On a SO question I asked here about some code I was unsure about, someone replied "BTW, horrible code there: it uses the error suppressing symbol (@) a lot."
Is there a reason why this is bad practice? With things like:
$db=@new mysqli($db_info) or die('Database error');
, it allows me to display just a custom error message. Without error suppressing, then it would still display the typical PHP message of:
Warning: mysqli::mysqli(): php_network_getaddresses: getaddrinfo failed: No such host is known. in some\file\path on line 6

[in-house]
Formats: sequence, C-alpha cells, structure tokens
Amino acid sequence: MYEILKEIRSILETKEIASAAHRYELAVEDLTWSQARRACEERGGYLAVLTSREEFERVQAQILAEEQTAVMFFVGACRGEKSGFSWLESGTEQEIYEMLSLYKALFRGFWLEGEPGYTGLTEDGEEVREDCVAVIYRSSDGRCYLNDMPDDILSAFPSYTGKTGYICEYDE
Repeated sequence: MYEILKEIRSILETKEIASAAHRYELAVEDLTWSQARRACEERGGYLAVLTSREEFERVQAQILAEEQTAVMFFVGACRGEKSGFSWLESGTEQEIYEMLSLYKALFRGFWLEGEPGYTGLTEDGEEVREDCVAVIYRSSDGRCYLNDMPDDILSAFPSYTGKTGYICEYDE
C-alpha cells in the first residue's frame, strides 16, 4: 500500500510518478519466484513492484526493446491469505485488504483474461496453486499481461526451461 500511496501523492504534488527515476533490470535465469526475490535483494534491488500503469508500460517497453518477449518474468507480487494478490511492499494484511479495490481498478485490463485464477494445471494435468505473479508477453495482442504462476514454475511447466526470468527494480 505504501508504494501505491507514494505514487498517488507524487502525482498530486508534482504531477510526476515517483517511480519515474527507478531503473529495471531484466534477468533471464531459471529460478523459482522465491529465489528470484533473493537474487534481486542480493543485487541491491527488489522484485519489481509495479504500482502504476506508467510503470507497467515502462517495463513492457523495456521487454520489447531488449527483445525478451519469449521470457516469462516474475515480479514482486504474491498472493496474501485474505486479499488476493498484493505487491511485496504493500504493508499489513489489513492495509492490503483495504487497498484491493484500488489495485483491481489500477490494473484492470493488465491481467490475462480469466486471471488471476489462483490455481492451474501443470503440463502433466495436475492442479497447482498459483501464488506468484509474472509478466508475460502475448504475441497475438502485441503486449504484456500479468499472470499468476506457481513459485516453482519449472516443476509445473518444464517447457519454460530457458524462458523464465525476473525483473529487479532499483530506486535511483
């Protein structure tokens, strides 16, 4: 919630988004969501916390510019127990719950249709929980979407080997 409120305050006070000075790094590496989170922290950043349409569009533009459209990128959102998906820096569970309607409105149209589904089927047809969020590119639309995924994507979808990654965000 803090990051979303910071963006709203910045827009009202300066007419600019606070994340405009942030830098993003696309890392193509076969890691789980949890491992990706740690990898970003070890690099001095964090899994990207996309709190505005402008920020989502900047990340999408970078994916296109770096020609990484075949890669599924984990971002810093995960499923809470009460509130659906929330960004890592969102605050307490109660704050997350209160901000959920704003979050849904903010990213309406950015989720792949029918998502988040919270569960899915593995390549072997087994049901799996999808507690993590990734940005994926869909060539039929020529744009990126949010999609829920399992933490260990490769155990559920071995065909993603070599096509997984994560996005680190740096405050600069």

as well as 'Database error'.
Is error suppressing always bad, and if so, what specifically about the above is bad?
Update: the actual code that I'm using is:
or error('Datatabase error', 'An error occurred with the database' . (($debug_mode) ? '<br />MySQL reported: <b>' . $db->error . '</b><br />Error occurred on line <b>' . __LINE__ . '</b> of <b>' . __FILE__ . '</b>' : ''))
which removes all previous output and displays an error message. So the fact that the error message doesn't include details about what specifically happened (which people seem to be suggesting as a reason why error suppressing is bad) is irrelevant.